Armchair Peregrinations


Aug. 21, 2005

How often in life I find myself rushing through the experience of "something": eating, noticing the fragrances that surround me on walks in spring. I am pretty careful to look closely at the world in its particulars, but even then I don't think I often enough pause to reflect on what I am experiencing, doing, seeing, smelling, hearing. I have to constantly remind myself, or at least think consciously, not to take things for granted.

For instance, the small pleasures of delicious parmeson-garlic flavored, kettle-cooked, crunchy potato chips. I remember someone asking once, "Have you ever really tasted a raisin?" I stopped the other day just to savor the sensation of slowly eating just one of those potato chips, instead of just popping down a handful in rapid succession. How truly delicious it was. Or, really tasting that pound cake with strawberries and whipped cream (yes, even if it was cool whip) I had last night.

Do we listen closely to the songs of birds. Do we even begin to realize how complex the sounds are if we do really listen?

This spring, everywhere I walked downtown I passed legustrum bushes in bloom. Each time I stopped to smell a cluster of the tiny white flowers, I was brought back for a moment in time, very quickly, then it was gone, to my childhood in New Orleans and the huge legustrum bushes in our front yard, so large we could play inside their cool, dark and shaded recesses on a warm spring Saturday. When you are nine years old, you fit into all kinds of places adults can't conceive of being.

There are times, however, when everything converges: all the sensations are prodded into overdrive as with the outdoor Piccolo Spoleto Festival activities in Marion Square in Charleston yesterday: African dance and the rhythmic beat of drums; children doing an Irish dance number on a small stage; a marching band of colorfully costumed characters, joyously celebrating music as they wandered around the square and out onto the sidewalk to take off down King Street, delighting bystanders all over downtown. The joy of being alive. There were so many things to take in.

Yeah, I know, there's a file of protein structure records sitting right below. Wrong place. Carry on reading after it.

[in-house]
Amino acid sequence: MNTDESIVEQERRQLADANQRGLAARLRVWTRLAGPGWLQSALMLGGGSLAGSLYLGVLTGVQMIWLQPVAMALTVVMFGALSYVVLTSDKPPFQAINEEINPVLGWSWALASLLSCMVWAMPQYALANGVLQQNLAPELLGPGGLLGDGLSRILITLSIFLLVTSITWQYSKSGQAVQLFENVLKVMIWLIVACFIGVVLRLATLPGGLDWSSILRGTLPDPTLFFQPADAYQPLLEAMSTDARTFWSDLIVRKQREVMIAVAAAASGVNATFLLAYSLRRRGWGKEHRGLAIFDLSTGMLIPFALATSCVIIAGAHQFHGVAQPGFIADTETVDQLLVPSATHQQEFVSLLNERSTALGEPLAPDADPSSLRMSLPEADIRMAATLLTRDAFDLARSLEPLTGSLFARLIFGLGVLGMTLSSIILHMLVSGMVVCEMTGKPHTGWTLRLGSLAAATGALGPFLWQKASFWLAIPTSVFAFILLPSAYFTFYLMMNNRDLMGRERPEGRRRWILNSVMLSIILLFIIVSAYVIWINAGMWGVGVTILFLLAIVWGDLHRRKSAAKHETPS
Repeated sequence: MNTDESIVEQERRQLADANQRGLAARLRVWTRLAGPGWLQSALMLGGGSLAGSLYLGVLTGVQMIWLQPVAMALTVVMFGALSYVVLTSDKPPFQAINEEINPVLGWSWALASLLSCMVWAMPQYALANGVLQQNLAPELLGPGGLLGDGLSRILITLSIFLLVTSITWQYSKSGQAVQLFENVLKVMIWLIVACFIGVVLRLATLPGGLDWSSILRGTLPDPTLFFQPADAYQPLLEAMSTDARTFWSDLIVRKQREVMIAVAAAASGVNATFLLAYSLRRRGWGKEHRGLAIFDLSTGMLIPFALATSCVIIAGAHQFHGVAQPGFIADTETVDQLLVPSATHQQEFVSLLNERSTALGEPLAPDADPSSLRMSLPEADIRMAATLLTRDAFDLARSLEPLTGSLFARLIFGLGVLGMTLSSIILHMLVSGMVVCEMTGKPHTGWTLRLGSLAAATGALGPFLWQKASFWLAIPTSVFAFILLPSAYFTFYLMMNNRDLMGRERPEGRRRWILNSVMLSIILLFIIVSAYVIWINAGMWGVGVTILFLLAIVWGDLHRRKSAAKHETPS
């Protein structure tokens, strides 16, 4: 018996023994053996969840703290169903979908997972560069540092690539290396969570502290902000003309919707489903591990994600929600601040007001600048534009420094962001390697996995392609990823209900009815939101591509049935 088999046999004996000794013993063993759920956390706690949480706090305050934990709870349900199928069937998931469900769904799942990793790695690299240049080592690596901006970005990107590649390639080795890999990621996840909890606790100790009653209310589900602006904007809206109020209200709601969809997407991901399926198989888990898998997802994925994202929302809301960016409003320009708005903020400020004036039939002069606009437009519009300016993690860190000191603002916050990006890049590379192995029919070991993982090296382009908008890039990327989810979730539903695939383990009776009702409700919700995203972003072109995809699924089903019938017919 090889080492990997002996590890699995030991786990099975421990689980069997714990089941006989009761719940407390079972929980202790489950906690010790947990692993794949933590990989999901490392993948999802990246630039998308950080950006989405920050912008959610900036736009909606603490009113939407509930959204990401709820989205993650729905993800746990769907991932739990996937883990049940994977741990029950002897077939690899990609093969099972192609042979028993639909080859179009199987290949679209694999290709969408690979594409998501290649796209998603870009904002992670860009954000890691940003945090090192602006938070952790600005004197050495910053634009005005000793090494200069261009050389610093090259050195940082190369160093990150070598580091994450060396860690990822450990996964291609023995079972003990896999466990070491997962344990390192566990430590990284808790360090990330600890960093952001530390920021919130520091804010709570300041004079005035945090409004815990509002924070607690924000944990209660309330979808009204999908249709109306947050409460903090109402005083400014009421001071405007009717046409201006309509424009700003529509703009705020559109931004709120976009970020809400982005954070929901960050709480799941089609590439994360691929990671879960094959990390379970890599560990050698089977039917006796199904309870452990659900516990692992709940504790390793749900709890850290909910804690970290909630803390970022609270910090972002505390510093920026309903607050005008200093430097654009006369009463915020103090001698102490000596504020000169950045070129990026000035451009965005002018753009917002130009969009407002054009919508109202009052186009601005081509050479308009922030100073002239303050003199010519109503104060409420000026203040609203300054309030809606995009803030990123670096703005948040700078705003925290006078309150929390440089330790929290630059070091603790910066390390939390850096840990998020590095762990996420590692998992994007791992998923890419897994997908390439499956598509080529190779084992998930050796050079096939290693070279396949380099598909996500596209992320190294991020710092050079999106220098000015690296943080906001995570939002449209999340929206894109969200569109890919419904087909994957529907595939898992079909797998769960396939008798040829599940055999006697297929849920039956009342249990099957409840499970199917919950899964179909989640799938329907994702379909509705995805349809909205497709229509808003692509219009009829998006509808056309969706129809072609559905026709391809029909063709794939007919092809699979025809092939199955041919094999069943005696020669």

I walked among it all, bombarded with sensations: art, photograhy, the smell of food, crowds, laughter, movement, energy, the very pulse of life lived and enjoyed at every turn. The sun was warm, the breeze just enough to feel mighty fine on this very summer-like day.

Most of the time, to return to my original thought here, I am alone. I must not hasten on my solo walks each day. I must remember to savor the beauty and mstery that is all around me in the "ordinary things of life." Extraordinary, rather. Everything is mystery, especially when I am gazing up into the clouds.


A gift of beauty

(Written May 29, 2005)


Aug. 8, 2005

Son, this road is your freedom
The highway to your dreams...
This road that you leave on Can always bring you home...

Mike Reid


I been down this road searchin' for the end
It don't go nowhere, it just brings you back again.

If I had it my way, everything would change
Out here on this highway the rules are still the same
Back raods never carry you where you want 'em to
They leave you standin' there with them ol' transcendental blues.

Steve Earle


Joy at the start
Fear in the journey
Joy in the coming home
A part of the heart
Gets lost in the learning
Somewhere along the road.

Dan Fogelberg



I had planned to take a little road trip today, hardly knew where.. Just take off down the highway, maybe left toward Edisto Island, maybe right toward Summerville. I may yet go. It's easy to ponder the possibilities in your armchair.

There are plenty of back roads to explore outside of Charleston, but I rarely get out and do it. I get too content sitting here daydreaming, instead of experiencing.

When I was younger and took long cross-country solo road trips, the miles of endless asphalt through rural countryside were intoxicating. My mind traveled to new places each day as the physical landscape changed by the minute and hour. The days flew by. No one day was anything like the one before because it was all "new" scenery, new towns, new paths to hike and explore. That's the way it is with places you've never seen before. It's all about the unexpected and the novel.

Years later, you forget how new and exhilarating roads without end are, during the moments, hours and days you are driving and exploring. Times dulls the memory. Twenty years is a long time. It takes its toll.

What happens is that now the roads I travel on all circle back to where I am, to home. Before they just kept on going and I didn't know how long it would take to reach my destination.

(Written 5/21/05)

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